Riding a motorcycle may sound difficult or even dangerous to many motorists, but ask any rider and he or she will tell you there is nothing else like it.
Motorcycle riding, touring, and even running around town can be safe on a motorcycle, while also offering better fuel efficiency and, riders argue, more fun.
There are basic skills required for good, safe riding. Too often motorcycle riders fail to remain safe and in control, and rely on other motorists when they should be focused on safety precautions, including:
Wearing a helmet.
Gaining experience and confidence in riding.
Maintaining adequate space behind other vehicles.
Remaining within speed limits and the flow of traffic.
Checking and maintaining your motorcycle.
Before You Motor
The first step to learning to drive a motorcycle centers on familiarizing yourself with two things: your motorcycle, or the one you plan to drive, and its operation on streets and highways.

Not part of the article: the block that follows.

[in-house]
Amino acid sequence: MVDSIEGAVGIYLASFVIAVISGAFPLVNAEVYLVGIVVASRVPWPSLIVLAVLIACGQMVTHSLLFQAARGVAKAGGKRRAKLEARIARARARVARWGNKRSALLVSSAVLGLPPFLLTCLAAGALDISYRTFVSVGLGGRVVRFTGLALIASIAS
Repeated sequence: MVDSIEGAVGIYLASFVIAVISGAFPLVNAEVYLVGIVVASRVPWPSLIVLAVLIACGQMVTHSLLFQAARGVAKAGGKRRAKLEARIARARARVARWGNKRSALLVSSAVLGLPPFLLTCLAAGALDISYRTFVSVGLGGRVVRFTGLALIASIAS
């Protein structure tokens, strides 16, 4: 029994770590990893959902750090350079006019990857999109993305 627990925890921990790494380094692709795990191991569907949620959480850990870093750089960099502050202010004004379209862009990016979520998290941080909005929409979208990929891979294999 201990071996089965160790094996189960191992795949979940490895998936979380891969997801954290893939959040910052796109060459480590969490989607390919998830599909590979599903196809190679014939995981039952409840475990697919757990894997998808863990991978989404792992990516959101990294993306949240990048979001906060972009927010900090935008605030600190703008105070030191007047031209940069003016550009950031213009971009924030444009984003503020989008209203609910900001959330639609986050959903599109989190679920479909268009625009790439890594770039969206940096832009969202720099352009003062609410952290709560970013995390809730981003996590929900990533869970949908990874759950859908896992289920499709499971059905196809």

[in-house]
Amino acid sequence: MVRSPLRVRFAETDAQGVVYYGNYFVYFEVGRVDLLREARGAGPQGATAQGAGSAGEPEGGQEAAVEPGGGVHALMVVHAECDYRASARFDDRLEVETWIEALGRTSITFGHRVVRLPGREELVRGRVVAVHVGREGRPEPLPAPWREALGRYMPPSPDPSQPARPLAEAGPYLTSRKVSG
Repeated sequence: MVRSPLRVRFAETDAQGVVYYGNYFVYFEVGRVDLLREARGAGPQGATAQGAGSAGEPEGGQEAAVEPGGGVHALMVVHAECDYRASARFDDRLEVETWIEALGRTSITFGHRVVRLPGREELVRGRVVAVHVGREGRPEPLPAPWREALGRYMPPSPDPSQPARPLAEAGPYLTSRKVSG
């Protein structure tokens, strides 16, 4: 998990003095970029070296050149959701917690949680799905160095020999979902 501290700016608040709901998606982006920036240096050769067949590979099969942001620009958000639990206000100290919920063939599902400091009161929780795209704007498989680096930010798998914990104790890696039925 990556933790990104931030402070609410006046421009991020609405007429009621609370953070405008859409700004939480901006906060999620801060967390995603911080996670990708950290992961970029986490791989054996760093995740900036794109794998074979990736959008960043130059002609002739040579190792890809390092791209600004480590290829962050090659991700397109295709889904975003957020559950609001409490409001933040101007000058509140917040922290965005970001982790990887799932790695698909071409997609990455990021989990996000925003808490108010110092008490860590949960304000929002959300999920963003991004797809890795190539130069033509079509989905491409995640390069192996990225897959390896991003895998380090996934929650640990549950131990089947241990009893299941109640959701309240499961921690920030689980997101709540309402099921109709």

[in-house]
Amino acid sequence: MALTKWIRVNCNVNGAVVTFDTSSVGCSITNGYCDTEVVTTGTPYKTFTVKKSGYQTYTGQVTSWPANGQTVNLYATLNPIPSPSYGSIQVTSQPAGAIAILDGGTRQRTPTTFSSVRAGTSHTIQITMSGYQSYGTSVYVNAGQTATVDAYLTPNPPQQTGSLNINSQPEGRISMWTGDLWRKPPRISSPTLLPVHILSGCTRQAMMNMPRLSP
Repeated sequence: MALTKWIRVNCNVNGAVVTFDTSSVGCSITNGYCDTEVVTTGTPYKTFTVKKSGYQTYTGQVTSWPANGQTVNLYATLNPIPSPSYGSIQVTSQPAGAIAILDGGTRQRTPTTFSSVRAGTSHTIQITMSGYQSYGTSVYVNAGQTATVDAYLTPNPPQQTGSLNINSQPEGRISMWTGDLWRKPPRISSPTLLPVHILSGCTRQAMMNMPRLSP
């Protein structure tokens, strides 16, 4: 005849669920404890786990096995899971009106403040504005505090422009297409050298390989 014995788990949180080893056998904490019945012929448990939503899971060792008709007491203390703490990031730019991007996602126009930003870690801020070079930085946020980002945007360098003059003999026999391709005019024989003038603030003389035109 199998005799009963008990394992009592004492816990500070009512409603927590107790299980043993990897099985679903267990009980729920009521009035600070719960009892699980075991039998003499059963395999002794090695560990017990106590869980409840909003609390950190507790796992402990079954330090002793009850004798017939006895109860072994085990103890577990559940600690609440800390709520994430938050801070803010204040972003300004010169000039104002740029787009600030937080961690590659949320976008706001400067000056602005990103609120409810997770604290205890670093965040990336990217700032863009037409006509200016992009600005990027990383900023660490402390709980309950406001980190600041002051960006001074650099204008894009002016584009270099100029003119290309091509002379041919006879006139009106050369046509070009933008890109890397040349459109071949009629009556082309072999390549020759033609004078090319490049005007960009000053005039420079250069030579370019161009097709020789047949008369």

Most states require a motorcycle permit, which is obtained by passing a written test. After obtaining a temporary motorcycle license or learner's permit (and some road time), you will be able to take a riding test and obtain your regular motorcycle license.
You can usually obtain your state's motorcycle driver's manual by visiting a Department of Motor Vehicles (DMV) office, or accessing your state's website. You should study both the motorcycle manual, as well as the motorcycle you plan to ride itself.
Get familiar with the laws, requirements, and rights of motorcycle riders in your state. Is a helmet required? Even if it is not a legal requirement, a helmet is a necessity for safe riding, and particularly when you are learning.
Read the Manual
Other items to research and become familiar with include the following:
Insurance requirements for motorcyclists.
Rules on passengers.
Speed limits and seasonal restrictions on riding.
Express lane rules, which sometimes allow motorcycles.